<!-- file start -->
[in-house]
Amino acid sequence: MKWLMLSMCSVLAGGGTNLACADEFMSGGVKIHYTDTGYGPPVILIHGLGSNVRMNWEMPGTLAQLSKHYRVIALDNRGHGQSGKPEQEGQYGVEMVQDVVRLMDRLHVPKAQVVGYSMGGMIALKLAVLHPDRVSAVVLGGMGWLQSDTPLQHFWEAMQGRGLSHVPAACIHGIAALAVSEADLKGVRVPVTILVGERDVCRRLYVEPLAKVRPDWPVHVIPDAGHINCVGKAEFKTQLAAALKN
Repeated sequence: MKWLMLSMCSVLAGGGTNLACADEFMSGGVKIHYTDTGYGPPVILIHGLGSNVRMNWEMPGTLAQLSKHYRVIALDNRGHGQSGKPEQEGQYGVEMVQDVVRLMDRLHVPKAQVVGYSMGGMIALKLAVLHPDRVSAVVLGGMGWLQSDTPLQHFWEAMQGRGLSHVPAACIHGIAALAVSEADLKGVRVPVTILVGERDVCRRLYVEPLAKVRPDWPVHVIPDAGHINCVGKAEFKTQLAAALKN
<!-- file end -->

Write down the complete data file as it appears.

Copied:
[in-house]
Amino acid sequence: MKWLMLSMCSVLAGGGTNLACADEFMSGGVKIHYTDTGYGPPVILIHGLGSNVRMNWEMPGTLAQLSKHYRVIALDNRGHGQSGKPEQEGQYGVEMVQDVVRLMDRLHVPKAQVVGYSMGGMIALKLAVLHPDRVSAVVLGGMGWLQSDTPLQHFWEAMQGRGLSHVPAACIHGIAALAVSEADLKGVRVPVTILVGERDVCRRLYVEPLAKVRPDWPVHVIPDAGHINCVGKAEFKTQLAAALKN
Repeated sequence: MKWLMLSMCSVLAGGGTNLACADEFMSGGVKIHYTDTGYGPPVILIHGLGSNVRMNWEMPGTLAQLSKHYRVIALDNRGHGQSGKPEQEGQYGVEMVQDVVRLMDRLHVPKAQVVGYSMGGMIALKLAVLHPDRVSAVVLGGMGWLQSDTPLQHFWEAMQGRGLSHVPAACIHGIAALAVSEADLKGVRVPVTILVGERDVCRRLYVEPLAKVRPDWPVHVIPDAGHINCVGKAEFKTQLAAALKN